Rostov, I. Mineralogiia. Moscow, 1971. (Translated from English.)
Godovikov, A. A. Mineralogiia. Moscow, 1975.


The Great Soviet Encyclopedia, 3rd Edition (1970-1979). © 2010 The Gale Group, Inc. All rights reserved.
References in periodicals archive ?
The absorption features of chlorites located between 2250 and 2340 nm (4440 and 4270 [cm.sup.-1]) can be explicitly separated into their constituent absorption bands using the Gaussian-Lorentz model [18], and the mathematical shape description of the individual absorptions is accurate [19-24].
The paragenetic sequence includes compaction, early carbonate cementation, chlorite film, illite-smectite mixed-layer clays, feldspar dissolution, precipitation of kaolinite and quartz, montmorillonite illitization, and weak carbonate cementation [45].
The clay minerals are represented by illite, kaolinite, chlorite, smectite and relatively rare mixed-layer structure of chlorite-smectite (corrensite), which is identified for the first time in soils of the Czech Republic.
The 1.4-nm peak in HIV is often overlapped by peaks of other clay minerals such as vermiculite, chlorite, illite-smectite mixed clays and hydroxy-interlayered smectite (HIS) in X-ray diffraction, which makes the identification of HIV difficult in samples of polymineralic composition (Y in et al.
Shaw (1980) postulated that in the presence of alkaline pore water, the smectites are progressively transformed into illite through dehydration, absorption and alkaline cations, and lattice rearrangements via illite/smectite mixed layers (or the promotion of chlorite formation via chlorite/smectite mixed-layer phases depending on whether the pore waters are potassium or magnesium rich).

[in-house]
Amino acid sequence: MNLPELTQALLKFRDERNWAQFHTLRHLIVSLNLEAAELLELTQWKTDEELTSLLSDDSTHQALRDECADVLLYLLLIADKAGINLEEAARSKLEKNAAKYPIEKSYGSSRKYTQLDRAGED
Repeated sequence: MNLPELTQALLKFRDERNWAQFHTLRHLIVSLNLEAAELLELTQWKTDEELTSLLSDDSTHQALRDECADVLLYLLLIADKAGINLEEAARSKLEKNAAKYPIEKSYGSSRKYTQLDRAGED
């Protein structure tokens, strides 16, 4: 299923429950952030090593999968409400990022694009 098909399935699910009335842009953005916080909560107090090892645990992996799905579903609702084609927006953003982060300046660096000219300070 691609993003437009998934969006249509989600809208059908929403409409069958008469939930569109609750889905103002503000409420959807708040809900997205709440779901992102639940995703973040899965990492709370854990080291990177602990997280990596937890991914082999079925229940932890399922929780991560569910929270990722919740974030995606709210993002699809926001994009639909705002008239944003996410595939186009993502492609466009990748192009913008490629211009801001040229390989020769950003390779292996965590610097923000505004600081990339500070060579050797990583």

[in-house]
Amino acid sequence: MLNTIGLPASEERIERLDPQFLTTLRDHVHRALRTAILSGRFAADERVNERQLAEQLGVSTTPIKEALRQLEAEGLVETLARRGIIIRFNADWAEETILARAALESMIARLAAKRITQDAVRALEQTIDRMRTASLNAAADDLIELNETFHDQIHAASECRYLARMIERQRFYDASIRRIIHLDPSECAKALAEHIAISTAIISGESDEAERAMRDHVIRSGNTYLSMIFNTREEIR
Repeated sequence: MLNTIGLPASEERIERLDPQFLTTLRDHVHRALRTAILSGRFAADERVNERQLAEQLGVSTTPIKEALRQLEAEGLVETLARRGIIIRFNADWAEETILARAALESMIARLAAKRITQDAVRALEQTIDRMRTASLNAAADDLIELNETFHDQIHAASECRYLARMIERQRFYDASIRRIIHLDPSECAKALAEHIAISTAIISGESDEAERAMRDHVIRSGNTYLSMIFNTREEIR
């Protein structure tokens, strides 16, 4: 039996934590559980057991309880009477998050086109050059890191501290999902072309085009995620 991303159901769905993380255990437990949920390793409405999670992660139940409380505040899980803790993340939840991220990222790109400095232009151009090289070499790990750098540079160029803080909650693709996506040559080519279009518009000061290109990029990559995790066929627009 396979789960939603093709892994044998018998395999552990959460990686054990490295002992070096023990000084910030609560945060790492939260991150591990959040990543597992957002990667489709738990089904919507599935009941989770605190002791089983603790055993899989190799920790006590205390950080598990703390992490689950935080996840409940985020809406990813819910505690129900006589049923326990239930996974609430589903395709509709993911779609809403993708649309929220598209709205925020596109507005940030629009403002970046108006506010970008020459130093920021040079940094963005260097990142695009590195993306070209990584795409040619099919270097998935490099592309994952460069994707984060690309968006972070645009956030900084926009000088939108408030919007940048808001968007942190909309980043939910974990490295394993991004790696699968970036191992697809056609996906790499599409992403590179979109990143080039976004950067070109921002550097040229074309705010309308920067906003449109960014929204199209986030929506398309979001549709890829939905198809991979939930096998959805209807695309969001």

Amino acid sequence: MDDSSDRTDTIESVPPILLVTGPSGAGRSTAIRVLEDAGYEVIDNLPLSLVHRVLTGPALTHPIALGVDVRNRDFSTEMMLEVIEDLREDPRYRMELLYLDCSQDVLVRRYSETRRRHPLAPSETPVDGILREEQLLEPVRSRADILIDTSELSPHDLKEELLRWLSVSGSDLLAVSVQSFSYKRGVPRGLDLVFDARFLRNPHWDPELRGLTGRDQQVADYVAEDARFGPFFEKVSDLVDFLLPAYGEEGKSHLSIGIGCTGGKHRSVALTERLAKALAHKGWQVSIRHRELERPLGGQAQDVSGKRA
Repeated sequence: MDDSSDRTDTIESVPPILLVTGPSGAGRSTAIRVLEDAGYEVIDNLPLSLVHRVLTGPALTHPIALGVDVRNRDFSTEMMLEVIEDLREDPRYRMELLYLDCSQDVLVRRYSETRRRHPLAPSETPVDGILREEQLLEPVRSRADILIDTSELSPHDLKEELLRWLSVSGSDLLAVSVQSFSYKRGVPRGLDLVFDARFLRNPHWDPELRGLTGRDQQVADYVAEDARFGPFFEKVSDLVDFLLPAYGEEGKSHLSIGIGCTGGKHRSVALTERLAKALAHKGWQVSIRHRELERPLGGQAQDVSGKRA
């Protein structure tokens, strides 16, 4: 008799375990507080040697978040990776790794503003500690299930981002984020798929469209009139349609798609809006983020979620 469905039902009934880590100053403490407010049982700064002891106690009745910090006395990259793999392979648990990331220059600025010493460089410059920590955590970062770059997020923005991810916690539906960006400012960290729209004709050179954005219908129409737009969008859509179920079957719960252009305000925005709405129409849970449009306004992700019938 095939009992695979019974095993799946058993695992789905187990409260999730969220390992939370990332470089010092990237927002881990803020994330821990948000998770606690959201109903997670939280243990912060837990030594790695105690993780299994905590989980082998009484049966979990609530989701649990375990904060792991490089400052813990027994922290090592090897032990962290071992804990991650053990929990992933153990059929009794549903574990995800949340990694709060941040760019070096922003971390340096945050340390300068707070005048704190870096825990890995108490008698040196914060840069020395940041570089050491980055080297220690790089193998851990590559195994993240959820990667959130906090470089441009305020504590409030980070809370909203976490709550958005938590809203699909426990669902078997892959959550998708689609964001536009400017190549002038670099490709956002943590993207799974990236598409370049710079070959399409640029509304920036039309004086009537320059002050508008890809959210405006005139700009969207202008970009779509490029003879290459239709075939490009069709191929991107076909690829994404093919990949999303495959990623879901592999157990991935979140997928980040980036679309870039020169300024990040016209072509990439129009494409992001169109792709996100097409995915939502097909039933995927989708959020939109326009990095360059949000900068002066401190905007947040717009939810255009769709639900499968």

Chlorite is common in S-stage, which occurs either in molybdenite-bearing quartz veins (Type I chlorite, Figures 3(e) and 3(f)) or as replacement of hornblende (Type II chlorite, Figure 3(d)).
The minerals of the chlorite group are widely represented in the zone close to the footwall of the talc-chlorite structure.
Chlorite comprised the majority of the clay mineralogy of the soil (Fig.
Of all of the minerals in the assemblage, chlorite crystallized over the longest time period: it began to form simultaneously with the first generation of quartz, and finished during the second generation of quartz.
Mixed-layer clays with minor proportions of smectite or vermiculite layers are recognized by the asymmetries of the 10.0 [Angstrom] illite and 14 [Angstrom] chlorite peaks on XRD patterns of Mg saturated and heated samples respectively and suggest the presence of random mixed layer structures (Figs.